none of the violence of snapping the neck with a noose or the disgusting byproducts of frying someone with electricity or the incredibly painful (for a minute or so) cyanide gas or the blood splatter of a firing squad.

why vets humanely put down millions of dogs, cats, and horses each year and the same cannot be done with a murderer is probably due to some idiotic regulations

so go back to hanging the bastards. its fast, cheap, humane and doesn't ruin the organs.
 

TacticalEvilDan

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the purpose of death by injection was to sanitize the DP and make it painless-like putting to sleep a sick pet

none of the violence of snapping the neck with a noose or the disgusting byproducts of frying someone with electricity or the incredibly painful (for a minute or so) cyanide gas or the blood splatter of a firing squad.

why vets humanely put down millions of dogs, cats, and horses each year and the same cannot be done with a murderer is probably due to some idiotic regulations

so go back to hanging the bastards. its fast, cheap, humane and doesn't ruin the organs.
I very sincerely doubt that regulations are the problem when it comes to how inmates are executed by lethal injection. The state defines how it is done.

While I vehemently oppose capital punishment in general, if we're going to have it then I don't have a problem with hanging -- if it is done within the strictest of parameters. Drop, snap, done.
 

TurtleDude

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I very sincerely doubt that regulations are the problem when it comes to how inmates are executed by lethal injection. The state defines how it is done.

While I vehemently oppose capital punishment in general, if we're going to have it then I don't have a problem with hanging -- if it is done within the strictest of parameters. Drop, snap, done.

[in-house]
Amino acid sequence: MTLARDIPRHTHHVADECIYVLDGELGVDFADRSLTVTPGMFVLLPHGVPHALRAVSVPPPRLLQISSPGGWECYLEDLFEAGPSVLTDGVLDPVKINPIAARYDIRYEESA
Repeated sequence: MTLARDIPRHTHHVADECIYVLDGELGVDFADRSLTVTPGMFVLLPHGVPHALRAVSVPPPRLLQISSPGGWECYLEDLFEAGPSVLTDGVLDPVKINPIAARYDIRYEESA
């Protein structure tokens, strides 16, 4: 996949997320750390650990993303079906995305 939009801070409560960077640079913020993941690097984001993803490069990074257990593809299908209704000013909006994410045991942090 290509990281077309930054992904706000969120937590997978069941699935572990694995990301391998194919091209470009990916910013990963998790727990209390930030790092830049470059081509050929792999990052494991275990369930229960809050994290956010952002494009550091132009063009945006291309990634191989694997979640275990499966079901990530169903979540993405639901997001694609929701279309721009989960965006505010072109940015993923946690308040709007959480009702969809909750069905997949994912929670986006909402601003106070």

years ago, someone at Yale managed to find in the library (which was huge) an army manual on hanging prisoners. It had the specific drop (i.e. how long the rope was) based on the weight of the condemned to guarantee an instantaneous death. How the army had come to these specifications, I cannot recall. I remember some fat POS slob protested hanging (it was one of two methods allowed in one state-the other was Lethal injection and this guy was so obese a vein probably couldn't be found) on the grounds he was so fat his head would pop off

and my attitude was Who cares-that's a guaranteed instantaneous death.
 

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Not caring how an inmate is put to death means you lack regard for the 8th Amendment, which means you can't possibly be a strict Constitutionalist.
If that's the way you interpret my statement .. okay.. we have different definitions cruel/inhumane . After reading the entire thread I could also sign my name to TD's statements.

I might go even further by suggesting.. IF.. someone is without a doubt caught in the act of a death penalty crime that person should be summarily shot on the spot... period.
While I,too, am uncomfortable with the Gov. taking a life there are times it is fitting punishment and someone must perform the act.
It is reasonable to expect a murderer inflicted possibly ghastly pain upon a victim; I see no reason to spare the culprit from a like experience.

You suggest this attitude is flawed; I believe it is just.

okay

Have a good eve TED

Thom Paine
 

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If the state needs to keep a secret for any reason other than either state security or to protect the rights of an individual, then it is doing something wrong.

Conservatives talk about the wonders of the free market all the time, but I guess that's just for when it's convenient.
The only reason the piece of **** and his lawyer want to know the drug combinations is so scumbag sympathizers can harass the makers and distributors of those drugs.
 

TacticalEvilDan

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The only reason the piece of **** and his lawyer want to know the drug combinations is so scumbag sympathizers can harass the makers and distributors of those drugs.
As is their god-given right. The manufacturers of drugs used to execute have no inherent right to secrecy and the public's interests are not served by that secrecy. If you keep the drugs secret, then there's nothing stopping the government from using any methodology they wish.
 

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Noting for the record that none of you are, among other things, strict Constitutionalists. That goes for the folks like Bob who thanked you, too.
Actually there is nothing in the Constitution which prohibits the death penalty. But there is a way in which the Constitution gives the power to the Government to use the death penalty. Or do you think that the government doesn't have the power to legislate punishments for breaking laws?